Board hears request out of Lake Arrowhead
The Clinton County Planning and Zoning Board of Adjustments spent Friday evening, October 11, listening to request for a zoning variance from Stony and Jamie Martin, who own five lots in the Lake Arrowhead area. They want to place a manufactured home on the adjoined lots. There were at least 25 people in attendance, all supportive of the Martins’ request. There was no opposition expressed during the meeting.
The couple, wanting to live in Lake Arrowhead upon retirement, ran into a problem because the residential zoning codes were changed earlier in 2019, requiring a minimum of five acres for a home to be built or placed.
According to Planning and Zoning Administrator Elle Stoneridge, the couple appeared before the Clinton County Commissioners in late August or early September to see about their request to place a manufactured home on the lots they had purchased, but were told the minimum amount of land required was five acres, and they would need to go before the zoning board of adjustments to plead their case and get a variance.
The Martins contend they were originally told by both Stoneridge and the previous zoning administrator Tina Adair that they needed five lots to build or place a manufactured home on. That is why they purchased two additional lots connected to their original three lots. Stoneridge confirmed that when she spoke with Mrs. Martin in early August she did indeed say five lots, but within a couple weeks realized her mistake and tried to contact the Martins. She left a message telling them of her mistake – that five acres were needed, not five lots. Mrs. Stoneridge became the administrator in August.
Lake Arrowhead was originally developed as a planned district with lots designed for recreational and weekend camping, not permanent homes. Last December, the zoning board held a public hearing at Plattsburg High School and for more than two hours listened to both proponents and opponents about possibly rezoning the lake from a planned district to residential. This public hearing was requested by the Clinton County Commission, not by landowners or residents of the lake. Residents on both sides were very passionate about their respective positions on rezoning. Ultimately, the zoning board voted to send the request back to the commission for additional consideration.
Sometime this past January, the county commission voted to rezone the lake to residential with no further hearings or meetings of which the residents were aware.
This is where the Martins’ issue appeared. Residential rezoning requires a minimum of five acres in order to build or place a home. In the lake area, the average lot size would require at least 20 lots in order to have the necessary five acres before a home could be built or placed on the property and have an acceptable septic system. The Martins’ five lots totaled just more than one acre.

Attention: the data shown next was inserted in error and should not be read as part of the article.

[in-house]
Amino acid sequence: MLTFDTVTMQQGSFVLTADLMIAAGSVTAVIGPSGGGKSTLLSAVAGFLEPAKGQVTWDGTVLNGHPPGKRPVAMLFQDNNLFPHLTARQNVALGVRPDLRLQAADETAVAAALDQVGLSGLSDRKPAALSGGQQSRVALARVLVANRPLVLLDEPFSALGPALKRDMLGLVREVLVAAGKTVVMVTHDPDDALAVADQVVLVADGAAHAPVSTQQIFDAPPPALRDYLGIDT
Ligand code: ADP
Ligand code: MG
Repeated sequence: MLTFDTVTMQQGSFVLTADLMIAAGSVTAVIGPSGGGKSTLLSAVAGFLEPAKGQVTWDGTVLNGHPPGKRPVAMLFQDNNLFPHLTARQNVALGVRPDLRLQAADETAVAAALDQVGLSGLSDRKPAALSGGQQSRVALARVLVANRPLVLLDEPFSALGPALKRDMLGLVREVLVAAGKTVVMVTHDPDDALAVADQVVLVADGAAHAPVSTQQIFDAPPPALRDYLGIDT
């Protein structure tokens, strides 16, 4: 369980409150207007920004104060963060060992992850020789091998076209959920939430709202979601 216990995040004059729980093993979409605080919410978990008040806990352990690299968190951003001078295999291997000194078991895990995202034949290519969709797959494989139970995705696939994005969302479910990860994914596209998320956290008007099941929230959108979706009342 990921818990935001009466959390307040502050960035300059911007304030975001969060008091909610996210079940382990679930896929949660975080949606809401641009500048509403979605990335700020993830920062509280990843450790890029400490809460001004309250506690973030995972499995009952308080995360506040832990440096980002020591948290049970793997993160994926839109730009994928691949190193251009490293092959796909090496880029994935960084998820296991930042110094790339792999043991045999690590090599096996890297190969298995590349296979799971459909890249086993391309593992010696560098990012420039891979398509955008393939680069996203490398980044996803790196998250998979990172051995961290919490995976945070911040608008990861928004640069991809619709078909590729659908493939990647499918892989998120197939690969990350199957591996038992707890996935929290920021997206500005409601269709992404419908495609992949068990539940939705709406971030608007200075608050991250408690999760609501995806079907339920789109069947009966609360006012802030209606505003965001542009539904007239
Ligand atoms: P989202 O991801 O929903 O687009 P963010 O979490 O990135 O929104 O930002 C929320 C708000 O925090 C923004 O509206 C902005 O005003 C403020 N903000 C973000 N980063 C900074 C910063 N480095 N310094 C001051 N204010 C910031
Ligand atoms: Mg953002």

Board Chairman John Kilgore opened the adjustment hearing by going over the rules, but he also added that this request would set a precedent for residential rezoning, and the job of the board is to ensure that no harm would be done to other properties in the area or the county, in general.
Many of the residents attending the meeting wished to address the board, and all voiced support of the Martins’ request for the variance. A number of those who spoke stated the Martins were good people and kept their lots in good shape and they were the type of people they wanted to see move into the area. At least two stated they lived in Lake Arrowhead full time, had approved septic systems and had encountered no issues with their systems (it should be noted that these properties were grandfathered in because they were built prior to the new zoning designation to residential earlier in the year).
Several board members expressed concerns, one being that it would set a precedent, and second there was no morphology report (required) to be considered.
Mr. Martin addressed the concern regarding the morphology reports and stated he did not want to throw good money after bad and if they were not granted a variance, he did not want to spend the $2,000 or so required to get the study done.
“If we send your request to the commissioners with our recommendation for approval, will you get a morphology test done and will you comply with that recommendation even if it requires one of the most expensive septic systems, known as a drip system which can cost as much as $20,000?” asked Kilgore.
Both Martins agreed and reiterated that they wished to establish their retirement home on these lots and retire in Lake Arrowhead. After nearly an hour and a half of public input and board discussion, the board voted to approve the Martins’ variance request with the stipulation that it would be rescinded if the Martins did not get a morphology test done and comply with the results of that finding.
More than one board member expressed the opinion that the lake’s homeowners’ association needed to consider strongly incorporating the area into a town or village so they could better control their own destinies.
After the vote to send the Martins’ request to the commissioners with the recommendation for approval, the crowd applauded and cheered loudly and the Martins both thanked all five board members personally for their decision.
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